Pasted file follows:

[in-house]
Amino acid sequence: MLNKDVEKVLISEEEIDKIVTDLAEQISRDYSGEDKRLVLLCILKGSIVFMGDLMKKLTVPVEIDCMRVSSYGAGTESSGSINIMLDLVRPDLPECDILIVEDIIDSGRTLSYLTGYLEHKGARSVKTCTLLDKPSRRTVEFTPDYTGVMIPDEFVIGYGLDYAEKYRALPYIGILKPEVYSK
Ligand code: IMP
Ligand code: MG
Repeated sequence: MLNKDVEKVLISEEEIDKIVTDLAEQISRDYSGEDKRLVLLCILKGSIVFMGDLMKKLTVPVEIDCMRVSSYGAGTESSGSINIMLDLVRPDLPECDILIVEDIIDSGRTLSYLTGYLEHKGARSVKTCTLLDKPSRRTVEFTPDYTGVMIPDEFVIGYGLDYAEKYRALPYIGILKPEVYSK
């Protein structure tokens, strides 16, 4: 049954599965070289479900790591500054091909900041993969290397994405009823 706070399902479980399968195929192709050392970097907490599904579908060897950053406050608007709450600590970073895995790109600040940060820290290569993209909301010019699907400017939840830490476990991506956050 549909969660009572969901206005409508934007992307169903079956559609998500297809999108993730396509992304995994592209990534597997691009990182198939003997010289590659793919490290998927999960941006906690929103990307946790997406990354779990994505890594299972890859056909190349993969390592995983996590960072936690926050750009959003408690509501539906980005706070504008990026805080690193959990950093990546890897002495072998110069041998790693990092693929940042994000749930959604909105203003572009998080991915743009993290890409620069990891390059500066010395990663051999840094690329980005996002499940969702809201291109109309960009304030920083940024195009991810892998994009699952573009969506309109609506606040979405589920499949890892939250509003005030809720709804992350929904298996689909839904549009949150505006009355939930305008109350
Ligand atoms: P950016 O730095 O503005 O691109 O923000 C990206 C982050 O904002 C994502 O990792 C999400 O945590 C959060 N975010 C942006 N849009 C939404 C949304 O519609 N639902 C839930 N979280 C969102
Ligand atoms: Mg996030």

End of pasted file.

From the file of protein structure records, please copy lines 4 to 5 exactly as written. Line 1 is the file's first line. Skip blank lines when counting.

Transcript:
Ligand code: MG
Repeated sequence: MLNKDVEKVLISEEEIDKIVTDLAEQISRDYSGEDKRLVLLCILKGSIVFMGDLMKKLTVPVEIDCMRVSSYGAGTESSGSINIMLDLVRPDLPECDILIVEDIIDSGRTLSYLTGYLEHKGARSVKTCTLLDKPSRRTVEFTPDYTGVMIPDEFVIGYGLDYAEKYRALPYIGILKPEVYSK